Translating Critter by Ida Hiršenfelder

As humans, we feel a deep connection with creatures that exhibit abilities to communicate and experience pleasure from the beauty of their interactions. Birds are intentionally attracted to gardens and parks through feeders and fountains, creating a delightful ambience with their melodious songs. We use their presence to mask the mechanical hum and rhythms of the cityscape. In this workshop, we aim to go beyond our human-centric perspective when interacting with the creatures that surround us. Our goal is to explore the various frequency ranges of communication employed by different species, some of which are imperceptible to the human ear. By delving into the physics of sound, we will use field recording equipment to capture their vocalisations and then translate them into a form that mirrors how they perceive their own sounds and how we might hear them if we could experience the world through their senses. This workshop nurtures empathy towards the sentient beings in our midst and highlights the mechanised world as an integral part of our nature. It invites us on an experimental journey to immerse ourselves in the sonic worldviews of other-than-humans.

About Master Education in Arts
Learning with the Garden; Learning from the Land

A day of workshops, conversations/presentations, walks and field listening at the urban garden complex Volkstuinvereniging Streven naar Verbetering (SNV) in Rotterdam.

A typical urban garden such as SNV does not look like an experimental learning site at first, or as a place of (un)commoning practices that continuously negotiate between varying meanings, expertise and politics. It tends to be seen as an assemblage of tiny eclectic allotments and people of different ages and backgrounds who maintain the land and relations in the complex. Looking at it from a larger perspective, gardening is simultaneously a metaphor and a model for examining and (un)learning practices of environmental interventions. Learning with the Garden; Learning from the Land proposes to relate to this urban site of biologically and socially interdependent living beings through small-scale engagements and personal stories. Spending this day in the garden, we will explore how its soil, water, air, creatures and people trigger different scenarios of learning and co-responding. The slow process of relating to the interwovenness of the Earth’s human and non-human beings opens up the possibility of challenging institutional (or disciplinary) mechanisms that depend on a predefined method of observation and understanding. This land-based classroom invites us to experience learning through becoming together with the land and other people and sharing accountabilities, rather than through reporting and explaining those. We invite gardeners, students, artists, designers and educators to join us in imagining a non-disciplinary practice of meaning-making which relies on embodied and intuitive experiences as tools.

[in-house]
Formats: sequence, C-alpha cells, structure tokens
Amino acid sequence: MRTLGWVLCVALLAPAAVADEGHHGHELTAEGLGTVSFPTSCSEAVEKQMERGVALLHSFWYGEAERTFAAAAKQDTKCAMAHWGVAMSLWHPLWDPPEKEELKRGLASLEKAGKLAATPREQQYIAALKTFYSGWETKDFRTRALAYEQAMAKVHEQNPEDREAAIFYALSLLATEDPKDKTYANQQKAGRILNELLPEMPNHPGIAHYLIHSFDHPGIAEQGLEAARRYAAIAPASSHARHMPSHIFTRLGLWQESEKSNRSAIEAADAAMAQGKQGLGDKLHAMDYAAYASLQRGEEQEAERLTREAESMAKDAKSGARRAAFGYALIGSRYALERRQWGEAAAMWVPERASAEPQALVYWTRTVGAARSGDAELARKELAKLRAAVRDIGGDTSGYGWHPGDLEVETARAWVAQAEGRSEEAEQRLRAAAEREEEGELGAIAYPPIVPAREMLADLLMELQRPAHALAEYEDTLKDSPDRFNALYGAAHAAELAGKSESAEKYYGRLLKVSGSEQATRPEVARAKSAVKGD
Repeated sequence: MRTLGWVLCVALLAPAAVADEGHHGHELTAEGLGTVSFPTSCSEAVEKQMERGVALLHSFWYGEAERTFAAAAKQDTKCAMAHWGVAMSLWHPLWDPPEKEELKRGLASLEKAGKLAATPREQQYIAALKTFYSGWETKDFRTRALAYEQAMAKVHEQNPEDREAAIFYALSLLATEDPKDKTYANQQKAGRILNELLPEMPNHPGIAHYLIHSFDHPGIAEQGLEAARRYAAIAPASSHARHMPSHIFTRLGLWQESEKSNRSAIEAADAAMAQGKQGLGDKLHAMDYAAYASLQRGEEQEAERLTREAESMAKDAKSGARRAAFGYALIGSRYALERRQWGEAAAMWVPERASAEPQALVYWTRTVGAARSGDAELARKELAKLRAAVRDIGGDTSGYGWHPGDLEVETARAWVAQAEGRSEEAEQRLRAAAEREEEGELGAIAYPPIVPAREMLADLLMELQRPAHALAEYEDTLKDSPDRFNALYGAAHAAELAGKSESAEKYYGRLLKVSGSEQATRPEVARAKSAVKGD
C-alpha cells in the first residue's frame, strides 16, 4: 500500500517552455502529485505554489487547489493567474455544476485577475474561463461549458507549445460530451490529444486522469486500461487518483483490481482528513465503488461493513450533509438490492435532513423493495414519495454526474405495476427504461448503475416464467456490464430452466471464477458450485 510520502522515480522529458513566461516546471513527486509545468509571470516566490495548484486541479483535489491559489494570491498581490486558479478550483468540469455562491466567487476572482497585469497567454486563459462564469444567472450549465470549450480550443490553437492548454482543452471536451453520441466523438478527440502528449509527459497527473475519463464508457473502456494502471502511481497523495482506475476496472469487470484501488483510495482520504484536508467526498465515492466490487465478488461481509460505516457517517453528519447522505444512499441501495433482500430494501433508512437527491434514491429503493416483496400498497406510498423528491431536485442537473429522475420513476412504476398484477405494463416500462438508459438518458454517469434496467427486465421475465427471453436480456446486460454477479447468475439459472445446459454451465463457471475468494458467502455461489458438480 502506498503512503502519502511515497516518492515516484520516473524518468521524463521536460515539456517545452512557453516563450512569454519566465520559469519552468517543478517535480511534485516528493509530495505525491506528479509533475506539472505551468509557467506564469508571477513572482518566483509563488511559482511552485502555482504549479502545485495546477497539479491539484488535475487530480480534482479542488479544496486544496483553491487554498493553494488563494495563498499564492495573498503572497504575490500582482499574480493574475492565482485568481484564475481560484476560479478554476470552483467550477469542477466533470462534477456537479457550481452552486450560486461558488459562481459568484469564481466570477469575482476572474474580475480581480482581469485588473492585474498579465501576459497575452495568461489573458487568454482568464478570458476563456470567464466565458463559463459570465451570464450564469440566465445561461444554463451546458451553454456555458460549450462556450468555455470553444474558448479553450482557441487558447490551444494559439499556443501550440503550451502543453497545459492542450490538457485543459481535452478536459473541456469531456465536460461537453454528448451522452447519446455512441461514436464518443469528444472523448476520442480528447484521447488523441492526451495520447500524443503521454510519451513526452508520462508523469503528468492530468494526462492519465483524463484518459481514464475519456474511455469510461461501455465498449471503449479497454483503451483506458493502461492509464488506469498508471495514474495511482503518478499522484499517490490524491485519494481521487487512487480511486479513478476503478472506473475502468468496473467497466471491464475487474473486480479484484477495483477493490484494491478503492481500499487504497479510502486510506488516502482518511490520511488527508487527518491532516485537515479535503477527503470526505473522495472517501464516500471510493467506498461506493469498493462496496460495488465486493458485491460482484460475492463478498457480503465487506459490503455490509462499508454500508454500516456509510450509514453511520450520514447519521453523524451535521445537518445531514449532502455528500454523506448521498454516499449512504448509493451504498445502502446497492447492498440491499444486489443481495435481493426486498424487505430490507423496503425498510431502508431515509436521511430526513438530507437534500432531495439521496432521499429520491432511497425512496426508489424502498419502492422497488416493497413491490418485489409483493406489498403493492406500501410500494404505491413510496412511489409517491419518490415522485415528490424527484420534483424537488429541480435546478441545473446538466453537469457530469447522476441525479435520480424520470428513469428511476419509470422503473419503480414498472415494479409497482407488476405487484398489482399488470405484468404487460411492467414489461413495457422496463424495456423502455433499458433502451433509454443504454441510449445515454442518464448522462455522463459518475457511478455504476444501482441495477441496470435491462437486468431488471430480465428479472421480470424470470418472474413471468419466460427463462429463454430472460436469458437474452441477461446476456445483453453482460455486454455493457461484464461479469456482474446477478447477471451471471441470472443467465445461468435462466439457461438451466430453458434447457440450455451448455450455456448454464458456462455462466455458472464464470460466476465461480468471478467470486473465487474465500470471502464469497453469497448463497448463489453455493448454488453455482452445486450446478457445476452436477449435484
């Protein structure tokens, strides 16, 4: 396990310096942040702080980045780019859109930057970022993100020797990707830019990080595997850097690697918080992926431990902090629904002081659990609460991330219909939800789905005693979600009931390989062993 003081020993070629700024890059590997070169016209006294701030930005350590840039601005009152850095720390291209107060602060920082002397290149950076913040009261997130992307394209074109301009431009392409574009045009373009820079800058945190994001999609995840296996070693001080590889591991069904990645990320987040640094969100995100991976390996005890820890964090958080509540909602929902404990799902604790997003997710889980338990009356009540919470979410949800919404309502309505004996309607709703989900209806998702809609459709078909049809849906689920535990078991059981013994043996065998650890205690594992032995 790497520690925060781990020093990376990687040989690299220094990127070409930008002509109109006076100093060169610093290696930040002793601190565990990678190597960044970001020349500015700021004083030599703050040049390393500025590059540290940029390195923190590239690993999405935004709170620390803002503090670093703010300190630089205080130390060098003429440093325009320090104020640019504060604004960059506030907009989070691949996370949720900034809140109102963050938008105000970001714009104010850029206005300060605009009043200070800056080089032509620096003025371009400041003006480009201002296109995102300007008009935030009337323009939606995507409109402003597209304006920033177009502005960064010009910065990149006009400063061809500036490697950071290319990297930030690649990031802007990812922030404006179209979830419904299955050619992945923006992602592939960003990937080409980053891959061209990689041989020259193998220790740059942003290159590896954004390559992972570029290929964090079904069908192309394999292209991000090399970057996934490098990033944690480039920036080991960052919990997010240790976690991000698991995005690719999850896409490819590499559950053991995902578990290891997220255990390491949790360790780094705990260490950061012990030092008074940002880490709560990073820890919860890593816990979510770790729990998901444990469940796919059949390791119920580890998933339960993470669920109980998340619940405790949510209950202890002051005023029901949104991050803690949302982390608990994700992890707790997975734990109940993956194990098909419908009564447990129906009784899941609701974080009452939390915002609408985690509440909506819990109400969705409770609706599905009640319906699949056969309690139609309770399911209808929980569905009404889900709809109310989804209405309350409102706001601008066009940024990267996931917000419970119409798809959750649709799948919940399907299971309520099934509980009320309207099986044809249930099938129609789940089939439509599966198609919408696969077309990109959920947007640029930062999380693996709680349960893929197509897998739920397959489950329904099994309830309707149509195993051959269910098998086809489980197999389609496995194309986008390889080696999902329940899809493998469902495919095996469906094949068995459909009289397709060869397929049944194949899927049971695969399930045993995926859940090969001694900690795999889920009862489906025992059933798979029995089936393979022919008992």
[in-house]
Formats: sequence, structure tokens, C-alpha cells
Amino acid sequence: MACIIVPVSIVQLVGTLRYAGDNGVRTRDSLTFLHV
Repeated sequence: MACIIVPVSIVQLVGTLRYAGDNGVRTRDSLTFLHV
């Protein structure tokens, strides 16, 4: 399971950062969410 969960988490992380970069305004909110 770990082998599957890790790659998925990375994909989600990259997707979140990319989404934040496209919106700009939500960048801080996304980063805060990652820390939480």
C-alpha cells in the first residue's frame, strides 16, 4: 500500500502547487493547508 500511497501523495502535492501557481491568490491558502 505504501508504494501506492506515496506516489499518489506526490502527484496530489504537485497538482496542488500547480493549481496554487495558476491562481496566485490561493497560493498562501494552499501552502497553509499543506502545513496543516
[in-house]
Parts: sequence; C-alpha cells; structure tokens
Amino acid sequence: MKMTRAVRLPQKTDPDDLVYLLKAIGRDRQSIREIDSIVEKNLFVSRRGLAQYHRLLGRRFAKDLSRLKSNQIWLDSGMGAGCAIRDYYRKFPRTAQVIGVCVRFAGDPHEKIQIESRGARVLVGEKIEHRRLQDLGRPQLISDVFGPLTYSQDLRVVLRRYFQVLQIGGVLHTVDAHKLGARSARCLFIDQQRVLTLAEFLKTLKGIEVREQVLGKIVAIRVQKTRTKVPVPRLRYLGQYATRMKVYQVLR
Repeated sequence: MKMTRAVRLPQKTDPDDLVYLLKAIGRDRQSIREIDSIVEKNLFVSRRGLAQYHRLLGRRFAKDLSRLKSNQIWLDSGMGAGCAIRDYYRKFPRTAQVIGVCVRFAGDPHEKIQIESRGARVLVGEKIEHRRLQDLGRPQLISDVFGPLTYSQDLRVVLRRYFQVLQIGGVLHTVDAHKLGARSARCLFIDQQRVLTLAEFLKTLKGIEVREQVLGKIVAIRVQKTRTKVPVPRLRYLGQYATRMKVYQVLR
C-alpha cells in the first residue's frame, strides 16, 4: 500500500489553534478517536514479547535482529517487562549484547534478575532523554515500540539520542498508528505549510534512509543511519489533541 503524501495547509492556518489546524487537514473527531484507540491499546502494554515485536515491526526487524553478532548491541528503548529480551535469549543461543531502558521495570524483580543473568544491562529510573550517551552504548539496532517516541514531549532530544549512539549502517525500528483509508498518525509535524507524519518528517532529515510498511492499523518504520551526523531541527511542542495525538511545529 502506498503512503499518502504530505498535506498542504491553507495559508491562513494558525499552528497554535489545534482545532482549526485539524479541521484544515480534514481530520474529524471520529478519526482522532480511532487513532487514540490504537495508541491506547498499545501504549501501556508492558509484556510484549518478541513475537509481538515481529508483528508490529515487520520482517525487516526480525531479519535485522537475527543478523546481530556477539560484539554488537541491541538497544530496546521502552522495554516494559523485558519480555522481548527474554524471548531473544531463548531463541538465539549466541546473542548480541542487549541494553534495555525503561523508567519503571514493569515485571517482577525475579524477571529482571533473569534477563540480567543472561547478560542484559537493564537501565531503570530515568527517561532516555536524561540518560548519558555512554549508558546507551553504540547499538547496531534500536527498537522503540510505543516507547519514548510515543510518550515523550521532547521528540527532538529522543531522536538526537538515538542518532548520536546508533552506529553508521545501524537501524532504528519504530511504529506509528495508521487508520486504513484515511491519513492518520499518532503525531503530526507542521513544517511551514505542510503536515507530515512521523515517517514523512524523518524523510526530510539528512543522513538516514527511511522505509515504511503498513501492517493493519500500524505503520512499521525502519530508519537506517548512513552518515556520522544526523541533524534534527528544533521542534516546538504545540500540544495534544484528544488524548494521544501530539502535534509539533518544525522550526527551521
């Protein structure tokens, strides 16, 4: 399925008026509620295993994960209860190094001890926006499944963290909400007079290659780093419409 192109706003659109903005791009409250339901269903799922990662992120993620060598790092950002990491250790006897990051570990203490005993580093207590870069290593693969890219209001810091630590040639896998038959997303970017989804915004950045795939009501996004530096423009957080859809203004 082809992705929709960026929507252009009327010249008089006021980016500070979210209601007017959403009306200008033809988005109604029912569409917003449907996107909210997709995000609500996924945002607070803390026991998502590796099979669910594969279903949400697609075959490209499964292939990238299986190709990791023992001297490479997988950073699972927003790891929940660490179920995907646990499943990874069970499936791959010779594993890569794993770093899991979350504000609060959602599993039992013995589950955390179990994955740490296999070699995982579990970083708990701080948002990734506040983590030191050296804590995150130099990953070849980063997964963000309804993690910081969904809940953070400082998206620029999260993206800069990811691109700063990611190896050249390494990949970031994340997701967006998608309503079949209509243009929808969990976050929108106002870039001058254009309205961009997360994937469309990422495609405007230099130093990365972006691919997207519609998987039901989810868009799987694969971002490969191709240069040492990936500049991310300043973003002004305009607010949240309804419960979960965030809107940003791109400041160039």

With: Skye Maule-O’Brien (educator, researcher, WdKA); Victoria McKenzie (eco-warrior, academic-activist, choreographer), Tara Page (Head of PhD Art Practice and Learning, Goldsmiths, London), Ida Hiršenfelder (sound artist and archivist), Irina Shapiro (designer, educator, events curator) and Renée Turner (artist and senior research lecturer WdKA).

This event is part of a larger event series called Co-respond: Bodies, Voices, Spaces in Art Education initiated by the MA Education in Arts / Piet Zwart Institute: Ingrid Commandeur (Course Director), Irina Shapiro and Renée Turner in collaboration with Jules Sturm (ZdHK, Zurich).

Location: Volkstuinvereniging Streven naar Verbetering, Roel Langerakweg 33, Rotterdam
Date: Friday, 3 June 2022 Time: 10:30 – 18:00, drinks until 19:30
How to enrol: Attendance is free, but due to the event’s participatory nature, the number of places is limited to 40 people. Please enrol in time by sending an e-mail (with your name and contact details) to if you wish to attend.

Photos by Aad Hoogendoorn.